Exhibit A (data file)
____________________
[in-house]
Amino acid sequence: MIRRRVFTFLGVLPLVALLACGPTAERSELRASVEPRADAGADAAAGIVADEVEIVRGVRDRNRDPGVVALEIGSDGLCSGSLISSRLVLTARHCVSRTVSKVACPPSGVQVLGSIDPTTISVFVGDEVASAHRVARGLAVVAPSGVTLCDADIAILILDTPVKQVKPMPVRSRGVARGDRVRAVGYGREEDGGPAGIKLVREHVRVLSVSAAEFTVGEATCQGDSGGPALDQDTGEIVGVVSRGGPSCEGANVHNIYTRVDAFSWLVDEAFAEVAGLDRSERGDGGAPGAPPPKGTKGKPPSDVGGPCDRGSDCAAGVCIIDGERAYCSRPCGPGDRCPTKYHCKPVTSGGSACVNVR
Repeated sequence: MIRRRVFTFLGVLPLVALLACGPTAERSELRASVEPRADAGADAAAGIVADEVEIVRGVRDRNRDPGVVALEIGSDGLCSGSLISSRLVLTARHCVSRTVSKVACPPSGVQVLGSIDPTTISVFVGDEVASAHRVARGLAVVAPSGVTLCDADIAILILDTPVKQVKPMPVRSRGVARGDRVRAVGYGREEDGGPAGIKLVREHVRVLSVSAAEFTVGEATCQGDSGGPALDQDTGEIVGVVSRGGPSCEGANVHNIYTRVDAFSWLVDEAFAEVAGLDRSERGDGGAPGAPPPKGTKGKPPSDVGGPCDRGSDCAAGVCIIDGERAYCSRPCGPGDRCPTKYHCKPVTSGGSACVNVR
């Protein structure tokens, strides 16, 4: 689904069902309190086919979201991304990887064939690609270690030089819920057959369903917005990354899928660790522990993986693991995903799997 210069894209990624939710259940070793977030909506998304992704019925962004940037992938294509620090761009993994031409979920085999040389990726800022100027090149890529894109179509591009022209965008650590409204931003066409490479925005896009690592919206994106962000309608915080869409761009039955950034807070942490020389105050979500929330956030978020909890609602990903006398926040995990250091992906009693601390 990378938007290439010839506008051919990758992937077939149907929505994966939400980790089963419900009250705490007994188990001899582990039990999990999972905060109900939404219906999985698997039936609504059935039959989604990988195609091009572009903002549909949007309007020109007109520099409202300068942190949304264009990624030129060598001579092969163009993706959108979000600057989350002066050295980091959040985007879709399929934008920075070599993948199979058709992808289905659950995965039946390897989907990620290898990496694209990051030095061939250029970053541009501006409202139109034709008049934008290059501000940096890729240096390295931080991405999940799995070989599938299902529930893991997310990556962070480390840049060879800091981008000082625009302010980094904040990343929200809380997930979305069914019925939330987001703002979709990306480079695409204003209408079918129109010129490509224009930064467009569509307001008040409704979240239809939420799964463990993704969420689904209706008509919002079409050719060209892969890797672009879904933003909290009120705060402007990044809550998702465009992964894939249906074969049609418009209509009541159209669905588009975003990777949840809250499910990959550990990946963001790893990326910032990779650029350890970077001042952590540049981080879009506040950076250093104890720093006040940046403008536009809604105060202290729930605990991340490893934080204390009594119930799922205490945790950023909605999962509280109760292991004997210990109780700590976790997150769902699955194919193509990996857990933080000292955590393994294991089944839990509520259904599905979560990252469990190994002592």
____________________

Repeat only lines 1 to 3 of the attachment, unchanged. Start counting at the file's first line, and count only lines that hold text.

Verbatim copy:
[in-house]
Amino acid sequence: MIRRRVFTFLGVLPLVALLACGPTAERSELRASVEPRADAGADAAAGIVADEVEIVRGVRDRNRDPGVVALEIGSDGLCSGSLISSRLVLTARHCVSRTVSKVACPPSGVQVLGSIDPTTISVFVGDEVASAHRVARGLAVVAPSGVTLCDADIAILILDTPVKQVKPMPVRSRGVARGDRVRAVGYGREEDGGPAGIKLVREHVRVLSVSAAEFTVGEATCQGDSGGPALDQDTGEIVGVVSRGGPSCEGANVHNIYTRVDAFSWLVDEAFAEVAGLDRSERGDGGAPGAPPPKGTKGKPPSDVGGPCDRGSDCAAGVCIIDGERAYCSRPCGPGDRCPTKYHCKPVTSGGSACVNVR
Repeated sequence: MIRRRVFTFLGVLPLVALLACGPTAERSELRASVEPRADAGADAAAGIVADEVEIVRGVRDRNRDPGVVALEIGSDGLCSGSLISSRLVLTARHCVSRTVSKVACPPSGVQVLGSIDPTTISVFVGDEVASAHRVARGLAVVAPSGVTLCDADIAILILDTPVKQVKPMPVRSRGVARGDRVRAVGYGREEDGGPAGIKLVREHVRVLSVSAAEFTVGEATCQGDSGGPALDQDTGEIVGVVSRGGPSCEGANVHNIYTRVDAFSWLVDEAFAEVAGLDRSERGDGGAPGAPPPKGTKGKPPSDVGGPCDRGSDCAAGVCIIDGERAYCSRPCGPGDRCPTKYHCKPVTSGGSACVNVR